Poll: rF1 vs. rF2 tyre-model

Discussion in 'General Discussion' started by peterchen, Sep 27, 2016.

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should rF1-tyre be possible (for modders)?

  1. only rF2-tyres please!

    67 vote(s)
    57.3%
  2. rF1-tyre should be possible

    50 vote(s)
    42.7%
  1. lordpantsington

    lordpantsington Registered

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    What was the reason why ISI changed the tire model? What specifically did changing the model address? Has this ever been disclosed publicly?

    For those pushing for the rf1 model, how many tires have you made in rf1?
     
  2. Lazza

    Lazza Registered

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    I don't see any reason the rF1 model would be especially limited in relation to weather. The rF2 model, at the moment, only has simplified weather dependency itself.

    Easy to overplay how 'easy' it is to tune the rF1 tyres to fit data too, but they are certainly more output/data based.

    The rF2 model is based on construction, which then produces behaviour. The rF1 model is much closer to being behaviour based. You can't automagically go from behaviour to construction, which is part of what makes the rF2 model more challenging to mod in the first place. If you want to use rF1 data in rF2, you need the old model enabled.

    From a practical viewpoint it allows the game to model the behaviour across many many many scenarios, whereas rF1 gives you one shot at defining behaviour and uses that the whole time. All tyres, once defined, change in the same way in each scenario.
     
  3. Domi

    Domi Registered

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    I think both (all) models have similar issues at the end... for example physical tyre models like rF2's one can model the behaviour in more scenarios, however, how do we know that their output matches the real tyre?
     
  4. sdancourt

    sdancourt Registered

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    I think that go back to rf1 tire model because Modders troubles with rf2 ones is like killing the patient to overcome the desease. I guess ISI can, slowly if they want, build a kind of tire library open to anybody so modders can access and do their job, creating cars and mods. How many tire types works on rf1? The heart of RF2 is its outstanding feedback from the tire model. Killing it will be the end of the best Sim since GPL.
     
  5. Saabjock

    Saabjock Registered

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    I don't know the first thing about modding.
    I do know about cars and car handling.
    If the original RF tires are used in AMS as a base, then it's not such a bad idea to merge them in RF2 to help modders.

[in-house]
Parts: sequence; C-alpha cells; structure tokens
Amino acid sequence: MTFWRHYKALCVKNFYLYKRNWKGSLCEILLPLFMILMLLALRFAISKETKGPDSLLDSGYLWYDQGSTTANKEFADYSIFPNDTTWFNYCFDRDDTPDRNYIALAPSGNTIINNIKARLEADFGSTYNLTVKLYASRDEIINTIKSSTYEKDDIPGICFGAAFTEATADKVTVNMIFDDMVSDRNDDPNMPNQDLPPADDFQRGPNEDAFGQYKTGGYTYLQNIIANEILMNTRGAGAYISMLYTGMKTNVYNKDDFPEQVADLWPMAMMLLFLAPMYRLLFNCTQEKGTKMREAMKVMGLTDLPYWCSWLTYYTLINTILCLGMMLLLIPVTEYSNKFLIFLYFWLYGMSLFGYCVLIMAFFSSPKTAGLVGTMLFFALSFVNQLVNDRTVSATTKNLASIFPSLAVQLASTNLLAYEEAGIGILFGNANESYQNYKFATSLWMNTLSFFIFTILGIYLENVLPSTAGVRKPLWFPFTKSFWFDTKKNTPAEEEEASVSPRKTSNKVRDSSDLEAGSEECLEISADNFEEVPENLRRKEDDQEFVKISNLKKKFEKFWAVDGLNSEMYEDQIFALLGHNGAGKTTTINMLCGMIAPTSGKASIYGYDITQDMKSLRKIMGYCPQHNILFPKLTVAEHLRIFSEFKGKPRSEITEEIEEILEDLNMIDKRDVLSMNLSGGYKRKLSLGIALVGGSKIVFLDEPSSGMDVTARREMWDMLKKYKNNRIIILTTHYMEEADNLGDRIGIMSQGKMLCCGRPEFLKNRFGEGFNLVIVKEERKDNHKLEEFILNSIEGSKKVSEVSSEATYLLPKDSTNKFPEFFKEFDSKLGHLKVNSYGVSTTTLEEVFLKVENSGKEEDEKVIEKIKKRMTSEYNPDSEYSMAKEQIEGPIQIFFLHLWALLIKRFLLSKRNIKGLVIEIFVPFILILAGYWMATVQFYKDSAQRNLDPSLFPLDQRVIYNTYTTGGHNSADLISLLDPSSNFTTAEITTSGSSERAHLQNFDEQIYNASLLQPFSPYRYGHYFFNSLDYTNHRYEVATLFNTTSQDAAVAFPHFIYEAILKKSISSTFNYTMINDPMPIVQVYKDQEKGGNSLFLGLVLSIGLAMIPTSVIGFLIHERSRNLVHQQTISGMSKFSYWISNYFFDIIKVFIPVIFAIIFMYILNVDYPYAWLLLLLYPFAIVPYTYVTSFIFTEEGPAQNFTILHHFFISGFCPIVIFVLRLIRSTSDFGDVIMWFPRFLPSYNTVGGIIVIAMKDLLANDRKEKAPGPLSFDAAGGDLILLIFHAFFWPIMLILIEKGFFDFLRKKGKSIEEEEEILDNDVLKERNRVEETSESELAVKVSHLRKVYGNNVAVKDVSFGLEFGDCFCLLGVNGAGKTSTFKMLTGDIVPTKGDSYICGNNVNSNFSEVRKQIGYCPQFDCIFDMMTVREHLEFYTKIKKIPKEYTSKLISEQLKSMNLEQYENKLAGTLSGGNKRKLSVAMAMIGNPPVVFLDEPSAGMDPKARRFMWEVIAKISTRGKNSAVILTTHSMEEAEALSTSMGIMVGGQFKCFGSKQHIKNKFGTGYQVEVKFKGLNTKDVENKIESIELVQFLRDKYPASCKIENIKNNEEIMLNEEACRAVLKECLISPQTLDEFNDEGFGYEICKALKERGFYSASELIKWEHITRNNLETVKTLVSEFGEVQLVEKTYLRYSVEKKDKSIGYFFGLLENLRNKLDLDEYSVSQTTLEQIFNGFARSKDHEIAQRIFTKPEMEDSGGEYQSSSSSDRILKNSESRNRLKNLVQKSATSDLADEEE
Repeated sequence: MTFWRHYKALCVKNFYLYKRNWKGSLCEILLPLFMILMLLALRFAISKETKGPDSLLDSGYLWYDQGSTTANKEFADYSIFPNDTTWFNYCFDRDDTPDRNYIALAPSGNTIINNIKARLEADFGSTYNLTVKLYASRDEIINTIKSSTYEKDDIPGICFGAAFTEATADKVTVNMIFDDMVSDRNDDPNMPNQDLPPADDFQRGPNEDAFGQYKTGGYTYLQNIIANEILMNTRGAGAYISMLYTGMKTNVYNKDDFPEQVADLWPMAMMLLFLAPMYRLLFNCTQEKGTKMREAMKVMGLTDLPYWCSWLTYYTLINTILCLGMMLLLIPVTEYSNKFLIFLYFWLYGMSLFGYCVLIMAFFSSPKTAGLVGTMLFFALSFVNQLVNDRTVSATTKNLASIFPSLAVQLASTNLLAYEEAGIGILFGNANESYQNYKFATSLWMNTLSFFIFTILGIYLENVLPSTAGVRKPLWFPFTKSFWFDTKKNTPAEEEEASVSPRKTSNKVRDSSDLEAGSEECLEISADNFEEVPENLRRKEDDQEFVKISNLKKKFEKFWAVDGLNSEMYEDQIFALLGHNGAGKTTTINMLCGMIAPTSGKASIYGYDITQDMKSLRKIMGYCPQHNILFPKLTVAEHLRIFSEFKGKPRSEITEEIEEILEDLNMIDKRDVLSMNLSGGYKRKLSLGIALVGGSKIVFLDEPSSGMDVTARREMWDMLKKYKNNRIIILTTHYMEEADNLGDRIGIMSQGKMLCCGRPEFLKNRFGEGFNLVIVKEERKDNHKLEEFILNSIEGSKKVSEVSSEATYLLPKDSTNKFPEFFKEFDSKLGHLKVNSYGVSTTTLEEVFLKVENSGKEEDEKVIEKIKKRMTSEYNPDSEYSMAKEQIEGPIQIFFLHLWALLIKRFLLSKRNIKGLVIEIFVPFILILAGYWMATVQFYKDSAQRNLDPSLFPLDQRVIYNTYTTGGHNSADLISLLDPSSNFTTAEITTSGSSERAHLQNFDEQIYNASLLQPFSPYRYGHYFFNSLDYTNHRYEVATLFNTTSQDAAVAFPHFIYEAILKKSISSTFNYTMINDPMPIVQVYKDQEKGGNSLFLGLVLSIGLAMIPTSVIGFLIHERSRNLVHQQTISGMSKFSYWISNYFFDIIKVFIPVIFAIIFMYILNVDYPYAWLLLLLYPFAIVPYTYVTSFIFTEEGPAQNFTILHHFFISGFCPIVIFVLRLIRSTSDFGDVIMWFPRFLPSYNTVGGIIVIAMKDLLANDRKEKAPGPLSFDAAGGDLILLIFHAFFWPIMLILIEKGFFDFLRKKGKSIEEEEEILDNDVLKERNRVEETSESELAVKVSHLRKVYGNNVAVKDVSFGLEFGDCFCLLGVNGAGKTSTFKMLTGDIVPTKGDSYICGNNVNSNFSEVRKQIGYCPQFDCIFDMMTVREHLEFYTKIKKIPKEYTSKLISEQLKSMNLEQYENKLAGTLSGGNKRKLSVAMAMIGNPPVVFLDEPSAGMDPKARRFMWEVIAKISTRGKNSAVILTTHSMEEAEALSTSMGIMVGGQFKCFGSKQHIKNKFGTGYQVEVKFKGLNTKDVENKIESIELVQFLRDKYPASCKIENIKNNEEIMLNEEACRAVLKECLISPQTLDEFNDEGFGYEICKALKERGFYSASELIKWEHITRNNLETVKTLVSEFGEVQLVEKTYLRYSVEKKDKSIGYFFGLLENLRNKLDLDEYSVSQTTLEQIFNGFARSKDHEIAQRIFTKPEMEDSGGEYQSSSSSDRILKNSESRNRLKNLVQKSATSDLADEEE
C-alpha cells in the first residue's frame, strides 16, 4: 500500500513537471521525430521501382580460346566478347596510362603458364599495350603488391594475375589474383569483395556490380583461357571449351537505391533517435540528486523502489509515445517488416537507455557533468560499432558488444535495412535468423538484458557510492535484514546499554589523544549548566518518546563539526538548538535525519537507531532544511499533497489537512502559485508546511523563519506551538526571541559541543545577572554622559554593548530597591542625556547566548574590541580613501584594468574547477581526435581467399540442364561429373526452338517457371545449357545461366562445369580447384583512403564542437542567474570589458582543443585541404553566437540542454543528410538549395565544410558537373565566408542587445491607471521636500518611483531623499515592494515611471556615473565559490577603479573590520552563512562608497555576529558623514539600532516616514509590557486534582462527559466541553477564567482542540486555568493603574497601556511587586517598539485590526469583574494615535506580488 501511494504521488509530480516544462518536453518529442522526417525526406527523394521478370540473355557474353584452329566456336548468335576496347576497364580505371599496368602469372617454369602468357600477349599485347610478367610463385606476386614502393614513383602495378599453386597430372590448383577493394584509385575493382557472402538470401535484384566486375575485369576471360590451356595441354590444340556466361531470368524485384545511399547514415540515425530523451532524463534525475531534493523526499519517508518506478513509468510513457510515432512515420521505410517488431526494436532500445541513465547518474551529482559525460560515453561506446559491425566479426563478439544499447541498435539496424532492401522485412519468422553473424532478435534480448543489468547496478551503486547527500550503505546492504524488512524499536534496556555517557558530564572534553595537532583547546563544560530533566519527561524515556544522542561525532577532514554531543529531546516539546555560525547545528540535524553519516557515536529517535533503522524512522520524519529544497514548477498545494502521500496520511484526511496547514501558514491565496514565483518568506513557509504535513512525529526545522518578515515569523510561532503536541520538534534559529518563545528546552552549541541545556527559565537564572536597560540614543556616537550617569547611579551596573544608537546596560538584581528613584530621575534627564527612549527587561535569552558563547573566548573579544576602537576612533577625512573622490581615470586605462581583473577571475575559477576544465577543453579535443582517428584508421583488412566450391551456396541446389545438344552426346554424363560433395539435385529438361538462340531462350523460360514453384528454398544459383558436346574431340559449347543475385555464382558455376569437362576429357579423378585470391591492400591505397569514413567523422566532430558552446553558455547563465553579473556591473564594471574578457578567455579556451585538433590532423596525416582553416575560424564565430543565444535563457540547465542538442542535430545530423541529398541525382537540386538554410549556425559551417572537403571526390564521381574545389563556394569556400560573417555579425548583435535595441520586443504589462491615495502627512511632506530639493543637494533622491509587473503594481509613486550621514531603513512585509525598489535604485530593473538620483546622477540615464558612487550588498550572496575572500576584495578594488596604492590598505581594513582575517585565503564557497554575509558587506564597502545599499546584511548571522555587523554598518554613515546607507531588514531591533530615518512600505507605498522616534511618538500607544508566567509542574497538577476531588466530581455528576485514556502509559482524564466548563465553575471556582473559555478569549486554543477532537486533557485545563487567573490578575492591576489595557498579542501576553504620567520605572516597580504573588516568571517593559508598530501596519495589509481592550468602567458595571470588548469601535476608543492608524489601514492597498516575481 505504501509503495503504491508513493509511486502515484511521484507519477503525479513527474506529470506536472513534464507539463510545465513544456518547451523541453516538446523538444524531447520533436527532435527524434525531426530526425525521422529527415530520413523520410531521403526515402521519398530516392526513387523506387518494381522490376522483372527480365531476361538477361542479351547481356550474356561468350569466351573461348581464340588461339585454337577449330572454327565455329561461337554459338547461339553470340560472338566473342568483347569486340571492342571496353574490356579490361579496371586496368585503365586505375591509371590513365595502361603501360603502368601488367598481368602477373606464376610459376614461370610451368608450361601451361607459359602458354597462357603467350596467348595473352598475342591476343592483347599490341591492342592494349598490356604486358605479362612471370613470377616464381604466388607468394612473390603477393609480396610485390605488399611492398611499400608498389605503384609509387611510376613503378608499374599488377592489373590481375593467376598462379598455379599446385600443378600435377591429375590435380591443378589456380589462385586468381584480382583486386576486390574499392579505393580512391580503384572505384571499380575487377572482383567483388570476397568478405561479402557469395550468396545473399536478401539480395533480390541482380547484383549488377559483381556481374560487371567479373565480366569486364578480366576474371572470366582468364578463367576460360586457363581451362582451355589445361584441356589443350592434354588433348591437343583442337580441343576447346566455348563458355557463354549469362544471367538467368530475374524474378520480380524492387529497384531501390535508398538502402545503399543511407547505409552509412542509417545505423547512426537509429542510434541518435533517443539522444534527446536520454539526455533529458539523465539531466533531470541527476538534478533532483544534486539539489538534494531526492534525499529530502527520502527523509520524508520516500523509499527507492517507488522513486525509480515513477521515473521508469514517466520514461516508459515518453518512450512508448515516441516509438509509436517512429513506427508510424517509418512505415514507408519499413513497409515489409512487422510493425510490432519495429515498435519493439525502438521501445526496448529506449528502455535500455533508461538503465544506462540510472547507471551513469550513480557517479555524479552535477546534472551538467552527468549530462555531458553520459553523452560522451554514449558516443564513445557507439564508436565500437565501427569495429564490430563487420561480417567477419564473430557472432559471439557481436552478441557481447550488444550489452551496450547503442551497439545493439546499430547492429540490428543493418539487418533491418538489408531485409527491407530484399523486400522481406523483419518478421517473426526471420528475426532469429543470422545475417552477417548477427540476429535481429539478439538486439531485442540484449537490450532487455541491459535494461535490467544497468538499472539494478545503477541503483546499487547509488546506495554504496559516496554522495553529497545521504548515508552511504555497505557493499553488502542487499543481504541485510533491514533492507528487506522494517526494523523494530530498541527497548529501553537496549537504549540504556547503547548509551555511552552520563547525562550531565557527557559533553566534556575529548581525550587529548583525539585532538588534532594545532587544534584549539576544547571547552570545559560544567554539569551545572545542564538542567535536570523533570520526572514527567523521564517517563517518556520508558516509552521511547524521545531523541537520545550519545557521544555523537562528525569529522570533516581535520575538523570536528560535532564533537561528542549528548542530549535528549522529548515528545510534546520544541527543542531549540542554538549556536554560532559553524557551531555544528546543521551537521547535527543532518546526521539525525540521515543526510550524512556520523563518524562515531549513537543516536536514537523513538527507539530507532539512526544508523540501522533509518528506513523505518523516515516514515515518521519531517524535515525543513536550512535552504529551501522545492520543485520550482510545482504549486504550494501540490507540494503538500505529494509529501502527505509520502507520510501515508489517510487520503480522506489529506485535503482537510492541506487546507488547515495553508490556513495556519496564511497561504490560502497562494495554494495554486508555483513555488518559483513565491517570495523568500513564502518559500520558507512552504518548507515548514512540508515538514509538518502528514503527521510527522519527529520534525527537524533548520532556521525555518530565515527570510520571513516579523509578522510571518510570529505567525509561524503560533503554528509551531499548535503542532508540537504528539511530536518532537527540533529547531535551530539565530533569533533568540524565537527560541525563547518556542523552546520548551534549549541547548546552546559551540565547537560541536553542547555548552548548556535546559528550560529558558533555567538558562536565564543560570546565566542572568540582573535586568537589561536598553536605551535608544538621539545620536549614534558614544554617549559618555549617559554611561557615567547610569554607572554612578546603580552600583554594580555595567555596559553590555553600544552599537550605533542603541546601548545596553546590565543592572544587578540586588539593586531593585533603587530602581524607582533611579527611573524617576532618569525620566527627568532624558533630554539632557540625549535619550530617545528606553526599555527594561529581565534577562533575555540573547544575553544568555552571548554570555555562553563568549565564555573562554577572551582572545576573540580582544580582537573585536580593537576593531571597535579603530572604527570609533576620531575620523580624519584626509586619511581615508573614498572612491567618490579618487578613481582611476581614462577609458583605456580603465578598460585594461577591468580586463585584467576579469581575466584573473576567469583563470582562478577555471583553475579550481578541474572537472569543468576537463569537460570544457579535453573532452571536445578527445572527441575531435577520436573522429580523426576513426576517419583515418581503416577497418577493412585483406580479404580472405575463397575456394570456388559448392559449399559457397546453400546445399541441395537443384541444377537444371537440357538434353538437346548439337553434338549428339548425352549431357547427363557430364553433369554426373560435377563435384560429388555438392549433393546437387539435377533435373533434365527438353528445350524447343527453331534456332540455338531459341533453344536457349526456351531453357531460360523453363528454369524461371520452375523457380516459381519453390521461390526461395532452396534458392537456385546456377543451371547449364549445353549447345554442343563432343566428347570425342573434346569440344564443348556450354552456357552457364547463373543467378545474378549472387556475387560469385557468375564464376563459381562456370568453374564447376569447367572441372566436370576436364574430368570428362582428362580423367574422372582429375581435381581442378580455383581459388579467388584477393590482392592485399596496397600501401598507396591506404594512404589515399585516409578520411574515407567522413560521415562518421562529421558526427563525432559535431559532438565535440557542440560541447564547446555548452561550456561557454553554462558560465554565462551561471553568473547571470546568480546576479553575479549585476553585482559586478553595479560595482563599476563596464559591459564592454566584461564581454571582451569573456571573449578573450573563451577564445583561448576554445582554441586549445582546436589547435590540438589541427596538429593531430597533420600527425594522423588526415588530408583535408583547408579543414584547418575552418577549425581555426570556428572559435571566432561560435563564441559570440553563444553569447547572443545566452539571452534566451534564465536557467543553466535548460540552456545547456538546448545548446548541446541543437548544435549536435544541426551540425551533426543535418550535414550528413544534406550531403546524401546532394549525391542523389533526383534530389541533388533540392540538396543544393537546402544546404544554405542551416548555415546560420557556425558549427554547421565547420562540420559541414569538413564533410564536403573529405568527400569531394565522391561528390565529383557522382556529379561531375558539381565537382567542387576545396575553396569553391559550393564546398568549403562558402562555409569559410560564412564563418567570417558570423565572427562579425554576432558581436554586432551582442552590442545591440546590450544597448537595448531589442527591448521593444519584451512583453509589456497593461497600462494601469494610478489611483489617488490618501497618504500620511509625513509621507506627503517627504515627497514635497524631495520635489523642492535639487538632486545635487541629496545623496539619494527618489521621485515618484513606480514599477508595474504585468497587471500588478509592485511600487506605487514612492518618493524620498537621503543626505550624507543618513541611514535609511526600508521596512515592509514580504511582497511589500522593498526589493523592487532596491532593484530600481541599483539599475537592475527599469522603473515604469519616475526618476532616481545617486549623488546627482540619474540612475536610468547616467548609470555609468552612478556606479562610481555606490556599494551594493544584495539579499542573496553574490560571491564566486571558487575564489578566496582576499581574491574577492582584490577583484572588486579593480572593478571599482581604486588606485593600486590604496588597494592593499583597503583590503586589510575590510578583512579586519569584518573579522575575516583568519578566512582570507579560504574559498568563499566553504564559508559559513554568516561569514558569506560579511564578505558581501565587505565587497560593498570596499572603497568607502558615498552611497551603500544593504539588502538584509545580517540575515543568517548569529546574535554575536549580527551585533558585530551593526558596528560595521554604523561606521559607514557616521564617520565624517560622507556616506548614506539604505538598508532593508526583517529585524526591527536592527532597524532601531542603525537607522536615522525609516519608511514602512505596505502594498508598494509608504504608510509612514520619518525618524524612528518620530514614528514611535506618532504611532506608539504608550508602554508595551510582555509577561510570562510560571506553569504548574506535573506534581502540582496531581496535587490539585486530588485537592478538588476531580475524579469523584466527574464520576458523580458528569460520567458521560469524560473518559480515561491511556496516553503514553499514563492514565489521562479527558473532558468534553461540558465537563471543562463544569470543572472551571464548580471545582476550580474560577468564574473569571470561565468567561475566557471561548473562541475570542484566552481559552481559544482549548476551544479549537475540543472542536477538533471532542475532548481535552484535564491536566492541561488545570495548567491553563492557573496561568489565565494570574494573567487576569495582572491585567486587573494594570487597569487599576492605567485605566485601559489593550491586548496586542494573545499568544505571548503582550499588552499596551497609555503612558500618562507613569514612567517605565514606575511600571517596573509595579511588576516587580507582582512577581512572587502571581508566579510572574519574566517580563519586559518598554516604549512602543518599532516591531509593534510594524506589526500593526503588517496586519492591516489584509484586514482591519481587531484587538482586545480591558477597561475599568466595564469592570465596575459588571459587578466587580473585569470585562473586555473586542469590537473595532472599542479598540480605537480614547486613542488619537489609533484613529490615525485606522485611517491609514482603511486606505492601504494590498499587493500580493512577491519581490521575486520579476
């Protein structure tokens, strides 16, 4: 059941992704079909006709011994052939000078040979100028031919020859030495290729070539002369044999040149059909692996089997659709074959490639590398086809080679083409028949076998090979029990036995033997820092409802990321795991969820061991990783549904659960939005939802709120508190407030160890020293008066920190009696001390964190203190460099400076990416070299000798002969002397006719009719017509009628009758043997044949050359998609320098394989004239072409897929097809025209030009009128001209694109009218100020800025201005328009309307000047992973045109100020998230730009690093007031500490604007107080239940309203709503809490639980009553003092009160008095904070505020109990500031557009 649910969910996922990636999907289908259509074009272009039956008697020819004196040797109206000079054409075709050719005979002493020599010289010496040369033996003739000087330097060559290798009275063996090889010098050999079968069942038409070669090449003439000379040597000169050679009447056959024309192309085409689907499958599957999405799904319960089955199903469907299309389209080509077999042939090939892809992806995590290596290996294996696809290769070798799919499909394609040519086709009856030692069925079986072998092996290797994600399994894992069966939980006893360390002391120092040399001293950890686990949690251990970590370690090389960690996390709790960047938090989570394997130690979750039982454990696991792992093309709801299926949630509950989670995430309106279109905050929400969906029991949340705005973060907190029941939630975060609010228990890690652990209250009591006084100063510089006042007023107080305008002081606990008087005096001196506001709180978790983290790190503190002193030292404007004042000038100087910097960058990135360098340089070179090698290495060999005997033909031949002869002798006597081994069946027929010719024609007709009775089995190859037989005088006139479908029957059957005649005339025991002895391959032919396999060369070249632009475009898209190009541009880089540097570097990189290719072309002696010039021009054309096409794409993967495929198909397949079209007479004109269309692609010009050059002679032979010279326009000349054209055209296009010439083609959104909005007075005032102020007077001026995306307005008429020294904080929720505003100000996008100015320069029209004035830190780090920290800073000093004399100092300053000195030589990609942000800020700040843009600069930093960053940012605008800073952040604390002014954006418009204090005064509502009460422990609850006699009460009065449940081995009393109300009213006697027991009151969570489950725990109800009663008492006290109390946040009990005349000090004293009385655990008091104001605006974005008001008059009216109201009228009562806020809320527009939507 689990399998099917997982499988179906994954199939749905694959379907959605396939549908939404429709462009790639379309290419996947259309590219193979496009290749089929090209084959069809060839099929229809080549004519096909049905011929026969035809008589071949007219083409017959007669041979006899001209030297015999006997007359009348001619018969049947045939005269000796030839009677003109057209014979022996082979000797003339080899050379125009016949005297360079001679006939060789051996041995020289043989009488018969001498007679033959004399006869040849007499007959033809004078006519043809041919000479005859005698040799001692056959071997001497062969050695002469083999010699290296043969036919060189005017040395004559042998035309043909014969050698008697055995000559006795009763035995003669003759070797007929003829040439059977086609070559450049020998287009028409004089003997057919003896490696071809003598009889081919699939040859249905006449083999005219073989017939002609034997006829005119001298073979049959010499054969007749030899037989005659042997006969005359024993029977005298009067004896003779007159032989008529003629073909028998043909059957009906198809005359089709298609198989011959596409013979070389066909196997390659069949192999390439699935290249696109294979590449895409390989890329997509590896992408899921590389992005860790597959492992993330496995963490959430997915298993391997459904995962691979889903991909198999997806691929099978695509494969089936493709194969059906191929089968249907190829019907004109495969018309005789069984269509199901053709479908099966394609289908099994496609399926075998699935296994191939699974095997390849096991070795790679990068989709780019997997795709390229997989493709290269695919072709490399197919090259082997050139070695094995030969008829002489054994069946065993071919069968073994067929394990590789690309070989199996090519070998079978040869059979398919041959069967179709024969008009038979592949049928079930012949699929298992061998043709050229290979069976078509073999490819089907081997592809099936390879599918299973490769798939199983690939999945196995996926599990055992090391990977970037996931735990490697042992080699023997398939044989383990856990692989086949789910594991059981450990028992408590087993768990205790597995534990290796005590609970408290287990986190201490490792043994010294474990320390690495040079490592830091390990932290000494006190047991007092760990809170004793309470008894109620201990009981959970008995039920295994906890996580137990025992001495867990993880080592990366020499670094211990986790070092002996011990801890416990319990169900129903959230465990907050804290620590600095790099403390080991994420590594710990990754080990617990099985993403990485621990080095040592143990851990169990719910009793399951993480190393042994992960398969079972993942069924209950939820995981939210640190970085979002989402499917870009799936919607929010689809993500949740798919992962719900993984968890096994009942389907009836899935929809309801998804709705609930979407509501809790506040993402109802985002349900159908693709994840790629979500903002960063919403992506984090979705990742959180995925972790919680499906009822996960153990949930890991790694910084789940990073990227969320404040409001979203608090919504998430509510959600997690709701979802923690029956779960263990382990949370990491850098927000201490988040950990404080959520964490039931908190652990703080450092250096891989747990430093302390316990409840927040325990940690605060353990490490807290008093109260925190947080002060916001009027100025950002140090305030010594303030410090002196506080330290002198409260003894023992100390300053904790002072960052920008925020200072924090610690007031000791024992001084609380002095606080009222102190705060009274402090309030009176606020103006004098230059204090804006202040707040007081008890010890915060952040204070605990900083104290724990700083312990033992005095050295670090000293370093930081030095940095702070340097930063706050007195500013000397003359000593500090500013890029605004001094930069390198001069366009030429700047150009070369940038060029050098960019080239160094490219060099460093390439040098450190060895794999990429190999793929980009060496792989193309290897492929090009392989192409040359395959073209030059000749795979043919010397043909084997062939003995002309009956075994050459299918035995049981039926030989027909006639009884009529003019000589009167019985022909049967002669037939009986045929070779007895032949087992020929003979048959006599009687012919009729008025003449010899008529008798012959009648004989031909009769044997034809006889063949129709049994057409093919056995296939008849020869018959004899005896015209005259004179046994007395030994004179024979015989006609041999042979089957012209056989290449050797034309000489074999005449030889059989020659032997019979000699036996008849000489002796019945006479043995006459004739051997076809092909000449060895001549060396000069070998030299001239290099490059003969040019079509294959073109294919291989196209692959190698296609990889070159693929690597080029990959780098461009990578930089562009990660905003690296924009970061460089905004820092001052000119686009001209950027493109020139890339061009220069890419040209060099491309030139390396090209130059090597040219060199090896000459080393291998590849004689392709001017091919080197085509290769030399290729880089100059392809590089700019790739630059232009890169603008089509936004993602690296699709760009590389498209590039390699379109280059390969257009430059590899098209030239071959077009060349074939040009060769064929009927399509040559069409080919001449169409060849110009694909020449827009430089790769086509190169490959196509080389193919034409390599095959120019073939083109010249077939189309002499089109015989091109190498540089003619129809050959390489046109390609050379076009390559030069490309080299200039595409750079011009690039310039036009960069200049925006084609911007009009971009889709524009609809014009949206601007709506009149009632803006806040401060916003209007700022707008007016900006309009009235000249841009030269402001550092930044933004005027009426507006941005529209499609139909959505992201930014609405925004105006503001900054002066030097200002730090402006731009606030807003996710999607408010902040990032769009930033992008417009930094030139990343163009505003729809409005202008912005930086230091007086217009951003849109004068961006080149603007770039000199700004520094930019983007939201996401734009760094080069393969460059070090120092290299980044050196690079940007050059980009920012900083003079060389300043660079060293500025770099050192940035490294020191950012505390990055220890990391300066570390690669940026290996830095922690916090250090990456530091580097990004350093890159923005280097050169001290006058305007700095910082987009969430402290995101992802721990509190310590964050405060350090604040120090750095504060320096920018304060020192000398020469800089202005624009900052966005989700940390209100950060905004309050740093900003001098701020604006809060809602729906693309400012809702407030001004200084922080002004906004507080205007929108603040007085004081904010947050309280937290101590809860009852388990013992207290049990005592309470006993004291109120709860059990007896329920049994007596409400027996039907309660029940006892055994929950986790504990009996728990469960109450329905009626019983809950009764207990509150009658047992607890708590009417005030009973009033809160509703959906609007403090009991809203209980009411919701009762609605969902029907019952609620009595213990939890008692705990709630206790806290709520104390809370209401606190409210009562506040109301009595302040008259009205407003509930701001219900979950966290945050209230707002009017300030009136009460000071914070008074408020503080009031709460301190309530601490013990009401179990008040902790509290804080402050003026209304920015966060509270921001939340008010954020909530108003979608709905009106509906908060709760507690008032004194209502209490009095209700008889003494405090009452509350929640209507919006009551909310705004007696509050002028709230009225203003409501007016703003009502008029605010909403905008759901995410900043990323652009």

That sim feel absolutely the most 'natural' of any out-of-the-box on cold tires.
    Come to think of it...it feels great on ALL tires.
     
    Last edited by a moderator: Sep 29, 2016
  6. blakboks

    blakboks Registered

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    Right?! I don't know the credentials of most of the people responding to this thread. But it sure 'seems' like we have a bunch of people who don't know anything about modding, and they're seeing the number '2' and assuming it's better. I'm curious if people really would notice the difference in a blind test; and be able to pick the right one.

    Seems like people are a lot like this:


    :p
     
  7. stonec

    stonec Member

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    With a physical tire model as in rF2, it allows more detailed simulation of certain aspects as you're not modeling the behaviour but the whole tire itself. Things like flatspots and tire deformation at any place of the tire would be very difficult to implement using an rF1 type model, because deformation and flatspots are so closely related to the tire structure itself.

    Almost anyone with basic modding knowledge can work with the rF1 tire model, it doesn't require you to "make" tires as such, you can get started just by adjusting a couple of parameters and a few slip curves. Basically plugging numbers into equations.
     
  8. pitkin

    pitkin Registered

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    A blind test would be interesting. Some rF2 cars feel brilliant, some rF1 cars feel brilliant, I doubt the average casual sim racer could tell the difference most of the time.
     
  9. Guimengo

    Guimengo Guest

    Most interpret the FFB as the actual representation of a car's physics and parameters. Without checking ingame HUD for data, just from driving a rF2 car slotted with either rF1 or rF2 tires, I doubt more than an extremely small population would have any idea on telling them apart.


    FYI I do agree with Wiggin.
     
    Last edited by a moderator: Sep 29, 2016
  10. gpfan

    gpfan Registered

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    Let´s keep the current model! All we need is good documentation and user friendly modding tools thats all!!!!
     
  11. mschreiner

    mschreiner Registered

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    Remember everyone the New tire model is still being developed and tweaked by the Devs.
    the rF1 tire model still is a very good tire model to use as a temporary model in my opinion until there are more new tires available to use for modders. Right now it can take up to 24 hours just to calculate the model
     
  12. Lazza

    Lazza Registered

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    For the 600th time, no one is suggesting the new model be dropped.

    If both were available, some mods would be made with the old one. And some people would download a mod, find it uses the old model, and stop there. Flatspotting would be a giveaway if nothing else.

    People used to the rF1 model might try an rF2 mod and notice ways in which it's better, more realistic, less tolerant of abuse, as I think most of us agree.